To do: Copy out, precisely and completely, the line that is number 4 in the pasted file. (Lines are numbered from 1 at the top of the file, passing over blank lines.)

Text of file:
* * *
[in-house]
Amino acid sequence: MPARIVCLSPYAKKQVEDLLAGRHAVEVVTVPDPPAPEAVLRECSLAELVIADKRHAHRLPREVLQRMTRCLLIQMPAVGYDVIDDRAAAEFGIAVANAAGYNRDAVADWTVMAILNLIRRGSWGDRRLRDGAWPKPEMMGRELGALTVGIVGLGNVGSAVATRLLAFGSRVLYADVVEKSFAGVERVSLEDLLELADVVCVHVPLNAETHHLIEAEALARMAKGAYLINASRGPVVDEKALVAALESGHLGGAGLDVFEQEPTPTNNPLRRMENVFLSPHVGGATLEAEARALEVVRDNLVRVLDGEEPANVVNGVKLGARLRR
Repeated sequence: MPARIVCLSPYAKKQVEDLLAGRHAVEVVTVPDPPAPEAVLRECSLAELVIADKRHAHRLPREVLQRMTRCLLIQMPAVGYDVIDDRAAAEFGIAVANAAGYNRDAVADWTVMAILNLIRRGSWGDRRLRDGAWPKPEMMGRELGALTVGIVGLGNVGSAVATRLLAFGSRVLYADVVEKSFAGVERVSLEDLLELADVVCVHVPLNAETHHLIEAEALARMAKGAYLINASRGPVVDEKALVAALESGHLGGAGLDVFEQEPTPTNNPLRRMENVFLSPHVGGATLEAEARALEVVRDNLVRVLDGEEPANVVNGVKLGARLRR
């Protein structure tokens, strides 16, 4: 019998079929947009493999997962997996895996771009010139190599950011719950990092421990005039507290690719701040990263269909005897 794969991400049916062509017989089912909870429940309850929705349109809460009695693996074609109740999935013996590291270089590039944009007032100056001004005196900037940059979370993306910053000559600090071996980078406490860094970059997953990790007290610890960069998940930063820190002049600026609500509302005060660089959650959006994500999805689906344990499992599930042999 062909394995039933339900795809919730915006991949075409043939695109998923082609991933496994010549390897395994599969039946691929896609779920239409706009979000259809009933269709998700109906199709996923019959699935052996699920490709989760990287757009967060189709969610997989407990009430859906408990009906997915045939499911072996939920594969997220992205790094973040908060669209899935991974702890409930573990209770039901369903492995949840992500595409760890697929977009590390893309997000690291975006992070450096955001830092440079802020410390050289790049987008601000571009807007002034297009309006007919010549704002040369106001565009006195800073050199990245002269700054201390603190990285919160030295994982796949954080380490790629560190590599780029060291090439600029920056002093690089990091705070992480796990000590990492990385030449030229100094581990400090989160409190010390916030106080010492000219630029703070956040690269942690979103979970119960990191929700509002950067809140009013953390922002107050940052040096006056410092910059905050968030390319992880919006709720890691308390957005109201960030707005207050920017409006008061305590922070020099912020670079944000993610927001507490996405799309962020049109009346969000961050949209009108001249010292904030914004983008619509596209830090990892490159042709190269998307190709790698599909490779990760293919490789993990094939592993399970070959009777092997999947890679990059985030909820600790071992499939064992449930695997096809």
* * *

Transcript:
């Protein structure tokens, strides 16, 4: 019998079929947009493999997962997996895996771009010139190599950011719950990092421990005039507290690719701040990263269909005897 794969991400049916062509017989089912909870429940309850929705349109809460009695693996074609109740999935013996590291270089590039944009007032100056001004005196900037940059979370993306910053000559600090071996980078406490860094970059997953990790007290610890960069998940930063820190002049600026609500509302005060660089959650959006994500999805689906344990499992599930042999 062909394995039933339900795809919730915006991949075409043939695109998923082609991933496994010549390897395994599969039946691929896609779920239409706009979000259809009933269709998700109906199709996923019959699935052996699920490709989760990287757009967060189709969610997989407990009430859906408990009906997915045939499911072996939920594969997220992205790094973040908060669209899935991974702890409930573990209770039901369903492995949840992500595409760890697929977009590390893309997000690291975006992070450096955001830092440079802020410390050289790049987008601000571009807007002034297009309006007919010549704002040369106001565009006195800073050199990245002269700054201390603190990285919160030295994982796949954080380490790629560190590599780029060291090439600029920056002093690089990091705070992480796990000590990492990385030449030229100094581990400090989160409190010390916030106080010492000219630029703070956040690269942690979103979970119960990191929700509002950067809140009013953390922002107050940052040096006056410092910059905050968030390319992880919006709720890691308390957005109201960030707005207050920017409006008061305590922070020099912020670079944000993610927001507490996405799309962020049109009346969000961050949209009108001249010292904030914004983008619509596209830090990892490159042709190269998307190709790698599909490779990760293919490789993990094939592993399970070959009777092997999947890679990059985030909820600790071992499939064992449930695997096809």